And where are they currently, nearly 20 years out from their initial awkward meeting in Vienna? They’re together, living in Paris, with two young daughters. An analog to the end of the first movie, this begins with a departure – specifically, the departure of Jesse’s son from his first marriage, leaving Europe to return to his mother in the States. It puts into Jesse’s head a wealth of questions about the job he’s done as a father, both spoken and unspoken. The effect it has had on Jesse rubs off on Celine, who feels held back by Jesse’s immaturity and having to cater to his desires. Each holds a little bit of a grudge against the other, though each is also aware that his or her complaints are alternately justified and irrational. Thus, where both Before Sunrise and Before Sunset were about the spark of romance, the bulk of Before Midnight finds the couple huddled around what may very well be the last fading ember of that romance. They are sarcastic toward one another, judging, back-biting, accusatory. It’s sort of painful to watch this idealized couple come to such a negative place, after twice before finding such solace in one another.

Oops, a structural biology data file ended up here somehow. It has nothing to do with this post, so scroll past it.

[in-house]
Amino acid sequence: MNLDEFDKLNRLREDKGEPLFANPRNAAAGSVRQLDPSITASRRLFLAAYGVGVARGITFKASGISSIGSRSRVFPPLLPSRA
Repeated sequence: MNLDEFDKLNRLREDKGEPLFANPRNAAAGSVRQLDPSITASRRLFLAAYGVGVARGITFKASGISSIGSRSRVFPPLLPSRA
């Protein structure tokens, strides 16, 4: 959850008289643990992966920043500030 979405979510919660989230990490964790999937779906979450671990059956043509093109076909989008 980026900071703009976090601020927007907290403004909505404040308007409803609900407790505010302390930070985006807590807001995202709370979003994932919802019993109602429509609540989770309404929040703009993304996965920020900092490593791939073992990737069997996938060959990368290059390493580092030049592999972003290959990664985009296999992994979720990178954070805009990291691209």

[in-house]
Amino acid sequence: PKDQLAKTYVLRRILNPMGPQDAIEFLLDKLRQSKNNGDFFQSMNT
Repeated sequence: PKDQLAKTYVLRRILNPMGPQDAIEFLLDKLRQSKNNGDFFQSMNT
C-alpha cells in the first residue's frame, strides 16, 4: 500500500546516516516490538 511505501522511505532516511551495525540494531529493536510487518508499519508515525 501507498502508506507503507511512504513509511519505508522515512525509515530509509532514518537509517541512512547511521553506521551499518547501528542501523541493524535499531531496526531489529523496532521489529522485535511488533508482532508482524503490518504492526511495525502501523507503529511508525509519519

Yet, as ever, Linklater/Delpy/Hawke have constructed something that is extraordinarily human and relatable. First, they carry with them all of the same feelings and thoughts and leanings that they had expressed previously. At one point here, Celine says that she’s always felt that life is déjà vu or a dream, to which Jesse says, “I know you have.” I was amazed by the interaction because she had made the statement, in a previous film, that she feels like an 80-year old woman looking back on her life. Her declaration in Before Midnight reiterates the prior statement, but there are two things that make the line distinctive here: (a) she says it as though she is telling Jesse something he didn’t know, the casual forgetfulness of a long-term relationship; (b) even more stunning is the fact that she has re-stated her earlier thought, but in a totally different way. It would be easy, and perhaps expected, for the movie to have Celine repeat herself exactly. Instead, it reflects the same or similar concept in a new way–an organic paraphrasing of a thought that, it is clear, she carries with her constantly.